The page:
The long hours, the seemingly lack of appreciation from students and parents, the setting of impossible targets by Government departments, they all conspire to paint a picture of a profession in perpetual crisis.

As with any profession, there are great policies and not-so-great ones. There are good days and bad days but for those teachers committed, who work hard, enjoy teaching and enjoy their students, it is a rewarding career choice.

#6 Professional

Great teachers will communicate with students, teachers, parents and others in a way that is benefitting their professional status.

In other words, this doesn’t mean saying to a student ‘You are stupid! How can you not get this equation right?!’, it means saying ‘Let’s develop this answer more. Where do you think you should start with this equation? What do you already know?’

#7 Different teaching Approaches and Styles

Online teaching courses will look at a range of teaching and learning styles. We all learn in different ways, with some students preferring one learning style to another.

As a teacher, you will need to teach to all these strengths. Mixing learning and teaching styles is a way of imparting information to students that explore differing levels of a topic. It is also a chance to consolidate learning.

It may be that the class have grasped the basics of a concept you have taught them but now you want to put their learning to the test. Assessing a student is one means, but creating a lesson that uses a different teaching style can have more value.

How many ways do you think you could impart the same information, without it being boring or dull?

#8 Involve Students (and Parents!) In Learning

Learning does not happen in isolation and neither should teaching. There are many stakeholders in the learning process.

  • The Student – your students are the most valuable stakeholders in the process. It is their learning that you, as a teacher, are facilitating. A common, and accepted, style of teaching for many years was that the teacher knew everything, they imparted this knowledge and the student learnt it.

Modern teaching methods have changed. The teacher facilitates the session, the student guides his or her own learning, they ask the questions, they explore and they find the answers. The teacher – you! – guides them, encourages them, helps them when they need it most or when they ask.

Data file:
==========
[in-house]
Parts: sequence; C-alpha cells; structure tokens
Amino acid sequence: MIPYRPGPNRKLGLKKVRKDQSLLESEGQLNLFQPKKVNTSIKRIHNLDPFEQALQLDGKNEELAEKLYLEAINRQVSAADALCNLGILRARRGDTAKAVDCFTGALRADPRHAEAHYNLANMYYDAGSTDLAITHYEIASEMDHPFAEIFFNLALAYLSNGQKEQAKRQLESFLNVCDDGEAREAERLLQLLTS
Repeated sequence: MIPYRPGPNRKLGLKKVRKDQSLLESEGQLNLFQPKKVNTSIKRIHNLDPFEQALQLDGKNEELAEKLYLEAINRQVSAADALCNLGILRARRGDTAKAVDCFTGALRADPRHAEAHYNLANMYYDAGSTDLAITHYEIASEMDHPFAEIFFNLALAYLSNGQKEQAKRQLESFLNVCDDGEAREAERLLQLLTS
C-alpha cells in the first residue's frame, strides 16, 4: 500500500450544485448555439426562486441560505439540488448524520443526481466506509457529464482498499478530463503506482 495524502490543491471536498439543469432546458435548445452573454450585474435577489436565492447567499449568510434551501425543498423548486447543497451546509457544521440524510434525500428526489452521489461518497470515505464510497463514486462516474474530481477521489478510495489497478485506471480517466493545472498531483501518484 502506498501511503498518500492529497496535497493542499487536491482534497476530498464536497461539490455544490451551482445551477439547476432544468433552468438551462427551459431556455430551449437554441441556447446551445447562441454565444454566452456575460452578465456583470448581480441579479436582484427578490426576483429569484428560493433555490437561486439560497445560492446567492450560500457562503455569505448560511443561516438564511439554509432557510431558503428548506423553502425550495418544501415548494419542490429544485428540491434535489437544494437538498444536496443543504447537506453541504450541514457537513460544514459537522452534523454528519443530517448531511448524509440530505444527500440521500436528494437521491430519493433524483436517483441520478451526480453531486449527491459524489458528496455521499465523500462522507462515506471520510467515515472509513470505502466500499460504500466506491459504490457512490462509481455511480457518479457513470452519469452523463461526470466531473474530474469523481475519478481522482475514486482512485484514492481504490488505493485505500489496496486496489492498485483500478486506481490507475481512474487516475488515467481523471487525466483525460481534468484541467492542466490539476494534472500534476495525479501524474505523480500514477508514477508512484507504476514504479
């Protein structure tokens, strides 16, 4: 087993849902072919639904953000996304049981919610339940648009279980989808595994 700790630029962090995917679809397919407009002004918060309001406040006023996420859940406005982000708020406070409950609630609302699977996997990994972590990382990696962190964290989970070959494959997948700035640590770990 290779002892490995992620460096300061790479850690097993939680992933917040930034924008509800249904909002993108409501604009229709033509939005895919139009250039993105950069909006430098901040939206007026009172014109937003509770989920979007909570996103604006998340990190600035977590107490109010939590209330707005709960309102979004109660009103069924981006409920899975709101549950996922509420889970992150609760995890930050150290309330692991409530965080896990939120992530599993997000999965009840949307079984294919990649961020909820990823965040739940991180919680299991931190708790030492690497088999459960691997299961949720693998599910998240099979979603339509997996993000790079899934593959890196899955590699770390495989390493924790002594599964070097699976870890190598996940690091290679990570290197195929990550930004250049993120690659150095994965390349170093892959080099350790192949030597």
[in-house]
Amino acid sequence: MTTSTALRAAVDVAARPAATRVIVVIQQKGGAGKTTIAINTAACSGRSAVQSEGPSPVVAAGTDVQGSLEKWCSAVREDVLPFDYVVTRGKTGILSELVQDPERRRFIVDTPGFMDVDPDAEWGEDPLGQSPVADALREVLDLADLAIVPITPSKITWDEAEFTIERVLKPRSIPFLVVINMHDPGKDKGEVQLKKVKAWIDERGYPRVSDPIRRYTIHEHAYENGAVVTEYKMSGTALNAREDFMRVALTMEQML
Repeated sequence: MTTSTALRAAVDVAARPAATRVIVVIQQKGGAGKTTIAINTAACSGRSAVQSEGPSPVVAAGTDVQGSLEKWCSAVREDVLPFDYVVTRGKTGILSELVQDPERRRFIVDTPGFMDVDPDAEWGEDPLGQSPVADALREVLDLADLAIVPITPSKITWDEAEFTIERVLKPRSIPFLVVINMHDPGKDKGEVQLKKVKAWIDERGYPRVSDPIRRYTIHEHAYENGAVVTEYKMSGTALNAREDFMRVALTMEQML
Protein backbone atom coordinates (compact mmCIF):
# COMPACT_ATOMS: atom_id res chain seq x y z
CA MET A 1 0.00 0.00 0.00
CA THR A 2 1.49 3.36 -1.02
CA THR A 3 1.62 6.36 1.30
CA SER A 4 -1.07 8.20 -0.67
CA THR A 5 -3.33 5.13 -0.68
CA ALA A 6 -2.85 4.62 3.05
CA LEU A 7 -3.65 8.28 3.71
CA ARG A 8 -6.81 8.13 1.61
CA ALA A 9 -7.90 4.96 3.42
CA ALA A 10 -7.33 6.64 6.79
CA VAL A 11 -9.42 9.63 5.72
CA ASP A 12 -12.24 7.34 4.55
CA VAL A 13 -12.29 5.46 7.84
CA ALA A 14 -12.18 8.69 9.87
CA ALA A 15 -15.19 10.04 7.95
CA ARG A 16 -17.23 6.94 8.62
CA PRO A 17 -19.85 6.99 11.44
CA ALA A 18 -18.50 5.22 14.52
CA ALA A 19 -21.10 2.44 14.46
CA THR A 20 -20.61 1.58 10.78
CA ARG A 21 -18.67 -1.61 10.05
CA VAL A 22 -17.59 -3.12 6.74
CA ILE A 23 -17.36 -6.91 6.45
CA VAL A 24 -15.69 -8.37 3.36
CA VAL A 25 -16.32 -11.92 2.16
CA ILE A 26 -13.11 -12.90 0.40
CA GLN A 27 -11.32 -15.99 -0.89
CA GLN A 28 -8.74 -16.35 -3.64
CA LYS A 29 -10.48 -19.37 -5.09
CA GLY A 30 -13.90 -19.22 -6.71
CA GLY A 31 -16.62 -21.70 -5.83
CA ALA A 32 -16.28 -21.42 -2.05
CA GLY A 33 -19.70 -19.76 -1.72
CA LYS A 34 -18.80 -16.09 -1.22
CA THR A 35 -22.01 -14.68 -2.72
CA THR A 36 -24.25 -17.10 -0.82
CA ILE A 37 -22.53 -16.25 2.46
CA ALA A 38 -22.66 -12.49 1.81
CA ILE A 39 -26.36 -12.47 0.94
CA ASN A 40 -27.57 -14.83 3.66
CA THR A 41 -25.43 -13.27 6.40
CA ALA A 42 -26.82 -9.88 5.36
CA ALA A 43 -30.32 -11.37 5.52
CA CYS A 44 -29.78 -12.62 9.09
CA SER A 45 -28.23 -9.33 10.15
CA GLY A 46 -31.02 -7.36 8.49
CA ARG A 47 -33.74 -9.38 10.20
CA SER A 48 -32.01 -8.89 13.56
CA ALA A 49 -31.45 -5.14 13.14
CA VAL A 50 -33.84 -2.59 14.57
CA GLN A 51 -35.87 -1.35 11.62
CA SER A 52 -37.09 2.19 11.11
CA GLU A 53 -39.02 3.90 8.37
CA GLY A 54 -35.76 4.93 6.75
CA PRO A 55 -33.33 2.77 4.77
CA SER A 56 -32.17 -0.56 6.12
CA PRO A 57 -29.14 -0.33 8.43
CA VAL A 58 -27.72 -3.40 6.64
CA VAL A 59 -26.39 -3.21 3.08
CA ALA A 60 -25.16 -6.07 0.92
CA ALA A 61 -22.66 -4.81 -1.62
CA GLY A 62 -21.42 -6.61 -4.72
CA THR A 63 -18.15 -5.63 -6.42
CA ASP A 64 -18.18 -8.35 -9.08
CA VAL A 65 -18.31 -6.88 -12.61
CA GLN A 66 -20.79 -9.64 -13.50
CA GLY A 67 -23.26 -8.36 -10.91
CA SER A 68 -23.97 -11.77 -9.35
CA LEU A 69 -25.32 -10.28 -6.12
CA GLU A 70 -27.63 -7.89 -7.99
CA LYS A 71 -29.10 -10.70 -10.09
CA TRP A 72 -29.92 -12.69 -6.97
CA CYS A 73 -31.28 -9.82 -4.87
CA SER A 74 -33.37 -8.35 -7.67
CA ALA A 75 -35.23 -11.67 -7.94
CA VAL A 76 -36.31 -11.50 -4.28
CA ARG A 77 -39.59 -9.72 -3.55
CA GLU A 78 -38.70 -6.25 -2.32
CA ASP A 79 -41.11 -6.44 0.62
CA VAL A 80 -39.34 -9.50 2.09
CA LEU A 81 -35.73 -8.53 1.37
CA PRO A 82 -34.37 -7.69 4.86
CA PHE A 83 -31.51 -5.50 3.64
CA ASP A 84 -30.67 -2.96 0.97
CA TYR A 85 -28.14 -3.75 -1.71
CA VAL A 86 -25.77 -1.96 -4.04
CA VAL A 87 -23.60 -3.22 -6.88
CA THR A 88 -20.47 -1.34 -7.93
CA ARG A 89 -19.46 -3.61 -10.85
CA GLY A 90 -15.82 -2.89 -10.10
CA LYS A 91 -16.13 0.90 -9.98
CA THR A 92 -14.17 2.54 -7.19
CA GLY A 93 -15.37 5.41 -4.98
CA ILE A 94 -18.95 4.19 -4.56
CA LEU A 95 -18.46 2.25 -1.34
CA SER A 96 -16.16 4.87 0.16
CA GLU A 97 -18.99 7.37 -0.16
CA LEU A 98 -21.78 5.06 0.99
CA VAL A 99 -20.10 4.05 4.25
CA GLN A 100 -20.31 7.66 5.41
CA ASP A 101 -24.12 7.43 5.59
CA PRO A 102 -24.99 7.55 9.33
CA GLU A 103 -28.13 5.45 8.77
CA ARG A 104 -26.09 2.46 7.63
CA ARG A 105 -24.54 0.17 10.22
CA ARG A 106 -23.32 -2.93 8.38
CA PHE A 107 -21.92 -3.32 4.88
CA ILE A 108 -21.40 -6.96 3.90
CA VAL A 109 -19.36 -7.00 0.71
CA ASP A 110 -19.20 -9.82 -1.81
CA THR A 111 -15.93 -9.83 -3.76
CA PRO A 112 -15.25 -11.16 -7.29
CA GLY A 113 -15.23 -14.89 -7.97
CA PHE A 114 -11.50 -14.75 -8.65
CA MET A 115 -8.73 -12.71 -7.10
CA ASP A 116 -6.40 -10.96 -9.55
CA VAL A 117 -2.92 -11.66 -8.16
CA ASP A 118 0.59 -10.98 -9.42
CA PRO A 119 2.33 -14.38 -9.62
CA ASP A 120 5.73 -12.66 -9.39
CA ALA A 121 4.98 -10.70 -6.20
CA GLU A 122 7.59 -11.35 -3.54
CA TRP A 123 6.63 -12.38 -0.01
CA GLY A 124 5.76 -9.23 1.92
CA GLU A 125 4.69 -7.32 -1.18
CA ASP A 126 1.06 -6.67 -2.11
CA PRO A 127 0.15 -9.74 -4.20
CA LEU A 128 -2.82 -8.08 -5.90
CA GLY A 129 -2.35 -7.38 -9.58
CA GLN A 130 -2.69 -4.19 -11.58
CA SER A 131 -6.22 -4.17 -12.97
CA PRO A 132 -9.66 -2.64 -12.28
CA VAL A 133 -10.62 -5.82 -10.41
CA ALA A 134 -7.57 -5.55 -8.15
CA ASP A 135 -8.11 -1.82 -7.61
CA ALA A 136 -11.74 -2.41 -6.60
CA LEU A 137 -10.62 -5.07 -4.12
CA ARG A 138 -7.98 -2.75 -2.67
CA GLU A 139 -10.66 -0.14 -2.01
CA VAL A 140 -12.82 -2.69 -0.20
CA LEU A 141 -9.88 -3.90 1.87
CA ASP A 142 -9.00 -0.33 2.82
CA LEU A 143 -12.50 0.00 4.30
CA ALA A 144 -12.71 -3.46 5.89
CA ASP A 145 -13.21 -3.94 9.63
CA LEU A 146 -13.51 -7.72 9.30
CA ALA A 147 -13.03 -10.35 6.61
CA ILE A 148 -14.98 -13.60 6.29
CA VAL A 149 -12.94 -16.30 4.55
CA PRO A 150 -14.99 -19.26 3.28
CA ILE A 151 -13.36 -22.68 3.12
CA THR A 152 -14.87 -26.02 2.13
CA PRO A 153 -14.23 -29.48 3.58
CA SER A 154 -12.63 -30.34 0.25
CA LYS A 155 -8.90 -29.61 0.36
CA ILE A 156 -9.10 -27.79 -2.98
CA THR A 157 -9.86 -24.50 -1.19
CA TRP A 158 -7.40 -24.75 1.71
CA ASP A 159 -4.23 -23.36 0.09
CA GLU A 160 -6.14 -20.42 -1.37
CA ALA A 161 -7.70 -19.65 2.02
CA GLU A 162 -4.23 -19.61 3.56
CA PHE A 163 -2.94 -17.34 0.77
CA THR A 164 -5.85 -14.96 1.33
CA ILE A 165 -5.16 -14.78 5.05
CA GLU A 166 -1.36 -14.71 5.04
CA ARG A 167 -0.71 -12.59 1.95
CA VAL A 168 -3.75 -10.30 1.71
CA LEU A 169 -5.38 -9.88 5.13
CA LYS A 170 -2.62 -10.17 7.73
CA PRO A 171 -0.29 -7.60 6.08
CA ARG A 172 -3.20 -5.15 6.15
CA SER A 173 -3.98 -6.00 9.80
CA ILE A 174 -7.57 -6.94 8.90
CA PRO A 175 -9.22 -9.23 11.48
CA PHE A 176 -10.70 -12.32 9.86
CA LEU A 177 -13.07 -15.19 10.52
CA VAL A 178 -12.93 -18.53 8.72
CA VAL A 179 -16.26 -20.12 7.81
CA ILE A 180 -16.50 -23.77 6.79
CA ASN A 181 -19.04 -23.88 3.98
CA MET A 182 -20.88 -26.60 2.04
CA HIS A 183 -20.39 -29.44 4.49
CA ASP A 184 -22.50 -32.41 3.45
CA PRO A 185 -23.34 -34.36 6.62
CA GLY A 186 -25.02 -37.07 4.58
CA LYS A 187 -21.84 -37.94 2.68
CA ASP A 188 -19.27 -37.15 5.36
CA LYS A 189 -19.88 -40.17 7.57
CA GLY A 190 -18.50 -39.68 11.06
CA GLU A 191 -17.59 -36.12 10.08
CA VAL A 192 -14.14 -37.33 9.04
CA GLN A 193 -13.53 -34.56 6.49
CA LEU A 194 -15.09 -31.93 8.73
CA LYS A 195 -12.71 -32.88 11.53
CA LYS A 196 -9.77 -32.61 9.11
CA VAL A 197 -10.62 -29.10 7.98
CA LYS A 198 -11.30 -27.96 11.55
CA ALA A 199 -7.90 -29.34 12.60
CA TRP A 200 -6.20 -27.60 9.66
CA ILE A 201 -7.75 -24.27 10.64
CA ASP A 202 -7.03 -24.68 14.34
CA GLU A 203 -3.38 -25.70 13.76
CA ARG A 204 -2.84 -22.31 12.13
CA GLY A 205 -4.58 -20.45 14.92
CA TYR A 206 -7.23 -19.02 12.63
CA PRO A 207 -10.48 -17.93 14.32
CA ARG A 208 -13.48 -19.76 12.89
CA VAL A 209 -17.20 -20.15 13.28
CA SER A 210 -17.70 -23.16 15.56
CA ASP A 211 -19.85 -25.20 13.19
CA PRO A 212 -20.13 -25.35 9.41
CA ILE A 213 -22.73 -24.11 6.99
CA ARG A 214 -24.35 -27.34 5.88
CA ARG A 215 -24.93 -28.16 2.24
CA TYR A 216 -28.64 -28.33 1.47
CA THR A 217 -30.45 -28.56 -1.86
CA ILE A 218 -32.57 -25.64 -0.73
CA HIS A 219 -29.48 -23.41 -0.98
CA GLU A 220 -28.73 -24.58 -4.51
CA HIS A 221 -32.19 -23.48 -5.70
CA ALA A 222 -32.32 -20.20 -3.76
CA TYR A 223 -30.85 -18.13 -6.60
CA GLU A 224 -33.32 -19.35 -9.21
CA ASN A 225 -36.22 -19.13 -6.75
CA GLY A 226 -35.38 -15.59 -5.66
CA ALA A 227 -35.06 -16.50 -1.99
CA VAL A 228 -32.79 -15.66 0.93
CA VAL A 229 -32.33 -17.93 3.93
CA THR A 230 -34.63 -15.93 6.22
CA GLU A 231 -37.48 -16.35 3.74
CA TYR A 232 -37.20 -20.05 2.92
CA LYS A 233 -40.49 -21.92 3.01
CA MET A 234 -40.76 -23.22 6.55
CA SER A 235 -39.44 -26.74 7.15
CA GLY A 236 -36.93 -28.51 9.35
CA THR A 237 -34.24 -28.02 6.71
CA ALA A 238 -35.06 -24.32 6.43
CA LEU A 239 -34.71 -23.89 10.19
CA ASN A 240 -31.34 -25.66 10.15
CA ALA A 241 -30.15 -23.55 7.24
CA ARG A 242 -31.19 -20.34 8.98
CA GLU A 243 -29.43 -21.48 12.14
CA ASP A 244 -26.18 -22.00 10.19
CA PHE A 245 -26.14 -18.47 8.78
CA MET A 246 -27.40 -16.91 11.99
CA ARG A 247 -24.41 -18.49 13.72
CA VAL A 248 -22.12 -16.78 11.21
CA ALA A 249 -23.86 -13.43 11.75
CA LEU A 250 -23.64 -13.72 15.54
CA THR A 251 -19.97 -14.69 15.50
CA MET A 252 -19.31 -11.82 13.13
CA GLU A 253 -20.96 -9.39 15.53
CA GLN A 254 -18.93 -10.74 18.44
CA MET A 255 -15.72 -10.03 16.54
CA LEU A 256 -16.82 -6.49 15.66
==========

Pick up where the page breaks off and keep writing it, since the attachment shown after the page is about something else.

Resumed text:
• The Parent(s) – for younger students, encouraging parents to be proactive in their child’s education is a must and for a great teacher, this means communicating with parents on a regular, consistent basis.

Social media and email makes this easier. A simple email reminder of anything that needs to be brought to school next week, or a newsletter informing parents what has been taught last week and the theme for the term etc. are great ways of keeping parents in the loop of their child’s education.

Hopefully, this makes parents evening a two-way conversation.

  • The Community – schools and colleges are important in the local community. Informing people about what is happening in your school or college is a way of progressing the standing of a school or college in the eyes of the community. As a great teacher, you will realise the vastness of the resources, including the people, of the community too.

Do You Have What It Takes to be a Great Teacher?

These eight skills and attributes mentioned here seem like a tall order. Creating strong relationships, a passion for your subject, creating new and innovative ways for students to learn are just a part of what a great teacher does every day when they go to school and college, when they teach a class, when they talk to a parent, when they plan lessons.

It will become second nature to you, with experience, but you also need a great grounding in the basic principles of teaching. In other words, you need to take time to study the theories behind effective teaching and to put these skills into practice. As a great teacher, you will constantly be reviewing your practice, finding new ways to make your teaching better.

An excellent teacher never stops learning about themselves as a practitioner in the field of education, a profession that is constantly shifting and changing. Do you have what it takes to inspire and excite a generation of students about your subject?

Nick Cooper
Nick is NCC's resident blog author and covers a range of subjects, including teaching and health & social care. NCC is an international learning provider with over 20 years’ experience offering learning solutions. To date, NCC has engaged with over 20,000 employers, and delivered quality training to over half a million learners.